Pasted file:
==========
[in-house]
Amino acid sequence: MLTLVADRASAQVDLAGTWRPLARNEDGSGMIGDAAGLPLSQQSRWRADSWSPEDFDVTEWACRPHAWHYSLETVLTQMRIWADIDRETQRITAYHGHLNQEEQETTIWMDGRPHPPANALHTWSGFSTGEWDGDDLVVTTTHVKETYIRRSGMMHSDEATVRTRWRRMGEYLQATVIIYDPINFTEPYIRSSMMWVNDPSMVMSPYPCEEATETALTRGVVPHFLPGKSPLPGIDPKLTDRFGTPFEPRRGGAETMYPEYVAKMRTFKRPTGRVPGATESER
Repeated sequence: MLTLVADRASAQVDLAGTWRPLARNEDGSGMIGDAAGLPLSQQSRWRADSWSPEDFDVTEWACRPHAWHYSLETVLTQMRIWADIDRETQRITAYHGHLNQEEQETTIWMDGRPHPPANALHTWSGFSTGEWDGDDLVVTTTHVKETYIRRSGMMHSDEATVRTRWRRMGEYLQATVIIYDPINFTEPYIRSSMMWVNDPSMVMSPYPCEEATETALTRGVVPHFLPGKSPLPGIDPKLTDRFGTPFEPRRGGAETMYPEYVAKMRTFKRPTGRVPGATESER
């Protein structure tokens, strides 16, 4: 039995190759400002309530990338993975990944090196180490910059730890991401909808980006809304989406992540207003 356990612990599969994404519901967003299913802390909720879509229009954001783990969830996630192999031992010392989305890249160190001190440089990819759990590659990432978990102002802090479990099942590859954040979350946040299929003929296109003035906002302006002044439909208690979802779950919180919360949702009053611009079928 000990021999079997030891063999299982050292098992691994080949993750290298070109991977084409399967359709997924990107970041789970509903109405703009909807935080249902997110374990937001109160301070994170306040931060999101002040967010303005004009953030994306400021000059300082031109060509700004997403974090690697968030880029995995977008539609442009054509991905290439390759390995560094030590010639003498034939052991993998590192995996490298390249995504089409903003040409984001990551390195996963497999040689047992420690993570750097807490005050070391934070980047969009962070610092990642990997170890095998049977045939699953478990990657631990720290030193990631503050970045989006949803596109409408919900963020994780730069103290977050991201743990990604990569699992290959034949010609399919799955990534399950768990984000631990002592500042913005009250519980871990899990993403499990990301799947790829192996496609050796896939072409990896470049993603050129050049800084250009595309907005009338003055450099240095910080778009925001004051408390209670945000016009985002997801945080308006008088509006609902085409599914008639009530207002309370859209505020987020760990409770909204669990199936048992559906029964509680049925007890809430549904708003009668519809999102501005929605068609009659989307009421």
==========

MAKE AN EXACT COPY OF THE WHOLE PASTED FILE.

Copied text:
[in-house]
Amino acid sequence: MLTLVADRASAQVDLAGTWRPLARNEDGSGMIGDAAGLPLSQQSRWRADSWSPEDFDVTEWACRPHAWHYSLETVLTQMRIWADIDRETQRITAYHGHLNQEEQETTIWMDGRPHPPANALHTWSGFSTGEWDGDDLVVTTTHVKETYIRRSGMMHSDEATVRTRWRRMGEYLQATVIIYDPINFTEPYIRSSMMWVNDPSMVMSPYPCEEATETALTRGVVPHFLPGKSPLPGIDPKLTDRFGTPFEPRRGGAETMYPEYVAKMRTFKRPTGRVPGATESER
Repeated sequence: MLTLVADRASAQVDLAGTWRPLARNEDGSGMIGDAAGLPLSQQSRWRADSWSPEDFDVTEWACRPHAWHYSLETVLTQMRIWADIDRETQRITAYHGHLNQEEQETTIWMDGRPHPPANALHTWSGFSTGEWDGDDLVVTTTHVKETYIRRSGMMHSDEATVRTRWRRMGEYLQATVIIYDPINFTEPYIRSSMMWVNDPSMVMSPYPCEEATETALTRGVVPHFLPGKSPLPGIDPKLTDRFGTPFEPRRGGAETMYPEYVAKMRTFKRPTGRVPGATESER
């Protein structure tokens, strides 16, 4: 039995190759400002309530990338993975990944090196180490910059730890991401909808980006809304989406992540207003 356990612990599969994404519901967003299913802390909720879509229009954001783990969830996630192999031992010392989305890249160190001190440089990819759990590659990432978990102002802090479990099942590859954040979350946040299929003929296109003035906002302006002044439909208690979802779950919180919360949702009053611009079928 000990021999079997030891063999299982050292098992691994080949993750290298070109991977084409399967359709997924990107970041789970509903109405703009909807935080249902997110374990937001109160301070994170306040931060999101002040967010303005004009953030994306400021000059300082031109060509700004997403974090690697968030880029995995977008539609442009054509991905290439390759390995560094030590010639003498034939052991993998590192995996490298390249995504089409903003040409984001990551390195996963497999040689047992420690993570750097807490005050070391934070980047969009962070610092990642990997170890095998049977045939699953478990990657631990720290030193990631503050970045989006949803596109409408919900963020994780730069103290977050991201743990990604990569699992290959034949010609399919799955990534399950768990984000631990002592500042913005009250519980871990899990993403499990990301799947790829192996496609050796896939072409990896470049993603050129050049800084250009595309907005009338003055450099240095910080778009925001004051408390209670945000016009985002997801945080308006008088509006609902085409599914008639009530207002309370859209505020987020760990409770909204669990199936048992559906029964509680049925007890809430549904708003009668519809999102501005929605068609009659989307009421």